Our goal is to trim so that the horse tracks as straight as possible, while creating no uneven wear to the hoof. So, even if he LOOKS toed in in front, or toed out behind, his movement will be as straight as is possible without tipping his coffin bone and lateral cartilages out of horizontal alignment with the ground. Watch closely for uneven wear between trims, or wall separation or flaring indicating pressure at a point in the foot. If the horse wears one side faster than the other, then we can safely leave one side of the wall less beveled (or even not beveled at all!), while beveling the less-worn side aggressively. If we have separation or flaring on one side, again, we bevel that side strongly to relieve the force. It won't totally straighten the foot, but it will keep the movement straight.

In any horse, wear pattern is a fantastic, reliable barometer, providing, of course, that the horse is getting adequate movement to wear his feet. It will not only tell you if your trim is balanced; it will also tell you if there may be a musculoskeletal imbalance elsewhere in the horse.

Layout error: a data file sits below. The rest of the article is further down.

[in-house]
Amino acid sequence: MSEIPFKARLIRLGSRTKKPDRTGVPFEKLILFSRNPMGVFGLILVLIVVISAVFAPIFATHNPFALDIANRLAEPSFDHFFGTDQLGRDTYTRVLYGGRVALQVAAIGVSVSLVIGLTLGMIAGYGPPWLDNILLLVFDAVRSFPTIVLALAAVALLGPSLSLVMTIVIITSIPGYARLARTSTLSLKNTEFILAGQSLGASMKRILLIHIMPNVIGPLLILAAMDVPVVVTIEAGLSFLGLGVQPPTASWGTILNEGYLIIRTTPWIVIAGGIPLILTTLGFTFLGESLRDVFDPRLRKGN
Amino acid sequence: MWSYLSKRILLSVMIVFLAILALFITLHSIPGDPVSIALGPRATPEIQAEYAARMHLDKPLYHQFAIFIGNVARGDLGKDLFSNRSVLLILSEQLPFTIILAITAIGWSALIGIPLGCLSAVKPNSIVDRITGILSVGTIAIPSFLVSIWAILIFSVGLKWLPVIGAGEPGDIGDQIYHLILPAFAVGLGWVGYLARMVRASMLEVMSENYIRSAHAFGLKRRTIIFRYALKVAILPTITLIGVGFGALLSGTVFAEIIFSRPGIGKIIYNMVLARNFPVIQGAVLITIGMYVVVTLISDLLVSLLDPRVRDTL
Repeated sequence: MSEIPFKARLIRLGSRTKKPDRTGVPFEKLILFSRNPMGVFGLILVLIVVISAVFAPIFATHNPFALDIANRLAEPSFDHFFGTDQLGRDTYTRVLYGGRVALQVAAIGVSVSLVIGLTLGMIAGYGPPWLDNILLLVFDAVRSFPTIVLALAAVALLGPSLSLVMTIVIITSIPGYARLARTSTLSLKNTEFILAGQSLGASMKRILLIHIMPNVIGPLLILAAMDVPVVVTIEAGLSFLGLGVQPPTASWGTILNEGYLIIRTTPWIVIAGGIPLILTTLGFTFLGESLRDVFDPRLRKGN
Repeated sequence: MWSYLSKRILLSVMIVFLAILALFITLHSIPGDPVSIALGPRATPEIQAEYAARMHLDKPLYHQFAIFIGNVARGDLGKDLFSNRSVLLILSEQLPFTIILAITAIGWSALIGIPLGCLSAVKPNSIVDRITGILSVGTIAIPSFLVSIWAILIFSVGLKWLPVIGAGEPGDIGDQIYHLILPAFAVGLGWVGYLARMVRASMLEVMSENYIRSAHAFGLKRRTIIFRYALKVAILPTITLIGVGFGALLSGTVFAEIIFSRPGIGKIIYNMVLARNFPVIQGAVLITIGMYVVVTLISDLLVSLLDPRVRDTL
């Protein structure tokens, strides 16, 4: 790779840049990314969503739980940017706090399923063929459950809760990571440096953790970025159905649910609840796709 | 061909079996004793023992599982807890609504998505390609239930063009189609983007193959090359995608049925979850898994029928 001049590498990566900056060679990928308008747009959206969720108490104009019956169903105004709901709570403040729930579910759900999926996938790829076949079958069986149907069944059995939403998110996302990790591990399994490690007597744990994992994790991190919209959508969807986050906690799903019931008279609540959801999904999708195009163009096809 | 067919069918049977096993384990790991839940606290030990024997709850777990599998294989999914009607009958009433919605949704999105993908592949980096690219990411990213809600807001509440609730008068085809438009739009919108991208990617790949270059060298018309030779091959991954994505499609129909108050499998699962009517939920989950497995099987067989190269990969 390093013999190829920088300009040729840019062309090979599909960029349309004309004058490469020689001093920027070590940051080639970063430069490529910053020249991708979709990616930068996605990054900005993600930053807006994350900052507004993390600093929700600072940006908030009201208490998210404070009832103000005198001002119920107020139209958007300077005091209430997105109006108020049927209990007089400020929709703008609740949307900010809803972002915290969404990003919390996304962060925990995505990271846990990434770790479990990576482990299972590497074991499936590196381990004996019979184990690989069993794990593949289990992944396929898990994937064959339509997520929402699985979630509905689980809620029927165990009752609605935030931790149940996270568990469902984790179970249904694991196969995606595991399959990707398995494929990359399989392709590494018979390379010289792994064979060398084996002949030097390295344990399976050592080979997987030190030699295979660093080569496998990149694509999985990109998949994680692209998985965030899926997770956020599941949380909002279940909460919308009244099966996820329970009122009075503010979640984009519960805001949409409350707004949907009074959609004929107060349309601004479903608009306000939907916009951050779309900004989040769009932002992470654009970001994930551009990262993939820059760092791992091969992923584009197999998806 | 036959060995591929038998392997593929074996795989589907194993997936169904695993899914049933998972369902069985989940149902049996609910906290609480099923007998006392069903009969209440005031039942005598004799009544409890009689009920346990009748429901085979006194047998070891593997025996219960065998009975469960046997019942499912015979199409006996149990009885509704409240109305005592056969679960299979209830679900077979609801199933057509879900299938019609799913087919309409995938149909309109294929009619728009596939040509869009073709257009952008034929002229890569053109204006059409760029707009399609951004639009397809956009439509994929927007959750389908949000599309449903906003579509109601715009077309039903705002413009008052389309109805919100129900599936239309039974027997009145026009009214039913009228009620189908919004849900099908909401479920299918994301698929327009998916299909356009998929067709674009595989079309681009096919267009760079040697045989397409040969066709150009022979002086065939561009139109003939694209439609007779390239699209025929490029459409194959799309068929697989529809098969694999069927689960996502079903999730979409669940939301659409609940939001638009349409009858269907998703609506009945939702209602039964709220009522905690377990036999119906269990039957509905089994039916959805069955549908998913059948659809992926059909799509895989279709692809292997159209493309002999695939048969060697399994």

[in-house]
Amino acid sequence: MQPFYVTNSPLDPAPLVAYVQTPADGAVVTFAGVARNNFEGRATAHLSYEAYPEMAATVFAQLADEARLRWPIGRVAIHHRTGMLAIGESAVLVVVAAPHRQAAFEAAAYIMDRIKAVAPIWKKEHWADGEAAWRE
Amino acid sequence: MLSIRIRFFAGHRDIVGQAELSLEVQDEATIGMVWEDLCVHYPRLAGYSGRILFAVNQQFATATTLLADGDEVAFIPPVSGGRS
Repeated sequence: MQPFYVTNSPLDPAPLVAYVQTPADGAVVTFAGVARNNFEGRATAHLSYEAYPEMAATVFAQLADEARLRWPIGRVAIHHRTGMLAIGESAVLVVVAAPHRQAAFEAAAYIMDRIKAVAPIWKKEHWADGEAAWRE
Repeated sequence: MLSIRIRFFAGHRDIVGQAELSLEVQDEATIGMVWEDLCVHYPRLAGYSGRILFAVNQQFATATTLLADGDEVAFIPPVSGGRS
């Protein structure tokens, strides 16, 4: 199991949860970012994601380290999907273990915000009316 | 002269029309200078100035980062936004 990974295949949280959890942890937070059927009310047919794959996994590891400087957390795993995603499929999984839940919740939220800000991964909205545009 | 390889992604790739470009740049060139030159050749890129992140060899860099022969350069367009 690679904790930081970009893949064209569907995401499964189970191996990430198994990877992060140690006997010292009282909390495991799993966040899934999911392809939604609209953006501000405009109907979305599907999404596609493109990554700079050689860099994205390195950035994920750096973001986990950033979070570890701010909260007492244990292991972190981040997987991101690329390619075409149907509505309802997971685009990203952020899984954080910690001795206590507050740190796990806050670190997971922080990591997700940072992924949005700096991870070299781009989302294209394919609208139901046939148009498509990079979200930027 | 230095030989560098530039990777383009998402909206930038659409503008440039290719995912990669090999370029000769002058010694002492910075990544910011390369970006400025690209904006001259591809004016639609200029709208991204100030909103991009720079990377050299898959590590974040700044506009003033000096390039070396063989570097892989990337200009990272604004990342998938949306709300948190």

One of the tough issues when transitioning horses out of shoes is uncovering limb angulation that a farrier has been trimming out of the leg that the owner might not have been aware of. You start to balance the foot, and suddenly the horse toes in or toes out...the obvious assumption is that the trim is twisting the leg. Ultimately, the properly balanced, unshod hoof makes enough of a profound effect on the horse's health and overall way of going that the cosmetic flaw is unimportant. Feeling your way through the transition, listening to the hoof, and addressing uneven wear diligently are the keys to keeping these horses sound and moving optimally.